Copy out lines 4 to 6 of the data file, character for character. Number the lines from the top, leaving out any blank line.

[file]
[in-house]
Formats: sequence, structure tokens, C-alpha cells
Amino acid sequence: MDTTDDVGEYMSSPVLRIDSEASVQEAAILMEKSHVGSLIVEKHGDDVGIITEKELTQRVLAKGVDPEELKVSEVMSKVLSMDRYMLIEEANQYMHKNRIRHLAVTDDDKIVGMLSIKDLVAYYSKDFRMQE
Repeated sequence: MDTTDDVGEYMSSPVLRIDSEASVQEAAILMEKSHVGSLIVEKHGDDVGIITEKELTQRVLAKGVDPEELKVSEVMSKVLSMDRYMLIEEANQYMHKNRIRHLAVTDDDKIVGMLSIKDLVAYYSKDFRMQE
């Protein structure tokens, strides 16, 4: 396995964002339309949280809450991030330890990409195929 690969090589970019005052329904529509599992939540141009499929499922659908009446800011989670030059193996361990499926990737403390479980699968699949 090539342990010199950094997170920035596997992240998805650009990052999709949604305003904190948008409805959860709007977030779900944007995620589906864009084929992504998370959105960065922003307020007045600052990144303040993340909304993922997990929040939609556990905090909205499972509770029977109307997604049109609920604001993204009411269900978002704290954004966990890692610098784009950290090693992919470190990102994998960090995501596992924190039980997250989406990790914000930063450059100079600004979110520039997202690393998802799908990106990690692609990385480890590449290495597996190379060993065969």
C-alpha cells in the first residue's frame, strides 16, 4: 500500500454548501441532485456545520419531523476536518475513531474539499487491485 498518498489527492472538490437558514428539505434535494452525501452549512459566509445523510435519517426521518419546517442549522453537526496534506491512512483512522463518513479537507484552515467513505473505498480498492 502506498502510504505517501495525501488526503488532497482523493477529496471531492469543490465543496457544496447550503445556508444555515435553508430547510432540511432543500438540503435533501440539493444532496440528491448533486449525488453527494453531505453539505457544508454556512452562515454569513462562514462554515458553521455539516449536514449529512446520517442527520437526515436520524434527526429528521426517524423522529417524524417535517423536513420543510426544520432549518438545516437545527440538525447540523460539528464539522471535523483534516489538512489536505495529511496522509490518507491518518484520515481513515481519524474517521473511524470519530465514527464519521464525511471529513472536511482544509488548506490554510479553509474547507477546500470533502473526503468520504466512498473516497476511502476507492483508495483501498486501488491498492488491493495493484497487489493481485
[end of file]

Repeated sequence: MDTTDDVGEYMSSPVLRIDSEASVQEAAILMEKSHVGSLIVEKHGDDVGIITEKELTQRVLAKGVDPEELKVSEVMSKVLSMDRYMLIEEANQYMHKNRIRHLAVTDDDKIVGMLSIKDLVAYYSKDFRMQE
């Protein structure tokens, strides 16, 4: 396995964002339309949280809450991030330890990409195929 690969090589970019005052329904529509599992939540141009499929499922659908009446800011989670030059193996361990499926990737403390479980699968699949 090539342990010199950094997170920035596997992240998805650009990052999709949604305003904190948008409805959860709007977030779900944007995620589906864009084929992504998370959105960065922003307020007045600052990144303040993340909304993922997990929040939609556990905090909205499972509770029977109307997604049109609920604001993204009411269900978002704290954004966990890692610098784009950290090693992919470190990102994998960090995501596992924190039980997250989406990790914000930063450059100079600004979110520039997202690393998802799908990106990690692609990385480890590449290495597996190379060993065969």
C-alpha cells in the first residue's frame, strides 16, 4: 500500500454548501441532485456545520419531523476536518475513531474539499487491485 498518498489527492472538490437558514428539505434535494452525501452549512459566509445523510435519517426521518419546517442549522453537526496534506491512512483512522463518513479537507484552515467513505473505498480498492 502506498502510504505517501495525501488526503488532497482523493477529496471531492469543490465543496457544496447550503445556508444555515435553508430547510432540511432543500438540503435533501440539493444532496440528491448533486449525488453527494453531505453539505457544508454556512452562515454569513462562514462554515458553521455539516449536514449529512446520517442527520437526515436520524434527526429528521426517524423522529417524524417535517423536513420543510426544520432549518438545516437545527440538525447540523460539528464539522471535523483534516489538512489536505495529511496522509490518507491518518484520515481513515481519524474517521473511524470519530465514527464519521464525511471529513472536511482544509488548506490554510479553509474547507477546500470533502473526503468520504466512498473516497476511502476507492483508495483501498486501488491498492488491493495493484497487489493481485